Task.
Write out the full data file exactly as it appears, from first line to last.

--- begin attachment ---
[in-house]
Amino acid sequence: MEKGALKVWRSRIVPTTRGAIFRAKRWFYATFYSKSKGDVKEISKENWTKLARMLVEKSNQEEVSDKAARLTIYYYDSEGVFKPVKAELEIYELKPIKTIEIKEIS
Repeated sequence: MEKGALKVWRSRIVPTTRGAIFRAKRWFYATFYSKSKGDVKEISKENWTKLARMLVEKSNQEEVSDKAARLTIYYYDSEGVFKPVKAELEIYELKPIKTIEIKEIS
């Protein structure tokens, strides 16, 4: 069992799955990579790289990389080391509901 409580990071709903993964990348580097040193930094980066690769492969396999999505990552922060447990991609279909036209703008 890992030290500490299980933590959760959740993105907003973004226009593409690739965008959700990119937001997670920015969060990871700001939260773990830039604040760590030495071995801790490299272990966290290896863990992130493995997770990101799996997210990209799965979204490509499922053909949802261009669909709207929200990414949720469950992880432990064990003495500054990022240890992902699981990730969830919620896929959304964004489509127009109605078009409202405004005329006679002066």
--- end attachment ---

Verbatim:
[in-house]
Amino acid sequence: MEKGALKVWRSRIVPTTRGAIFRAKRWFYATFYSKSKGDVKEISKENWTKLARMLVEKSNQEEVSDKAARLTIYYYDSEGVFKPVKAELEIYELKPIKTIEIKEIS
Repeated sequence: MEKGALKVWRSRIVPTTRGAIFRAKRWFYATFYSKSKGDVKEISKENWTKLARMLVEKSNQEEVSDKAARLTIYYYDSEGVFKPVKAELEIYELKPIKTIEIKEIS
């Protein structure tokens, strides 16, 4: 069992799955990579790289990389080391509901 409580990071709903993964990348580097040193930094980066690769492969396999999505990552922060447990991609279909036209703008 890992030290500490299980933590959760959740993105907003973004226009593409690739965008959700990119937001997670920015969060990871700001939260773990830039604040760590030495071995801790490299272990966290290896863990992130493995997770990101799996997210990209799965979204490509499922053909949802261009669909709207929200990414949720469950992880432990064990003495500054990022240890992902699981990730969830919620896929959304964004489509127009109605078009409202405004005329006679002066």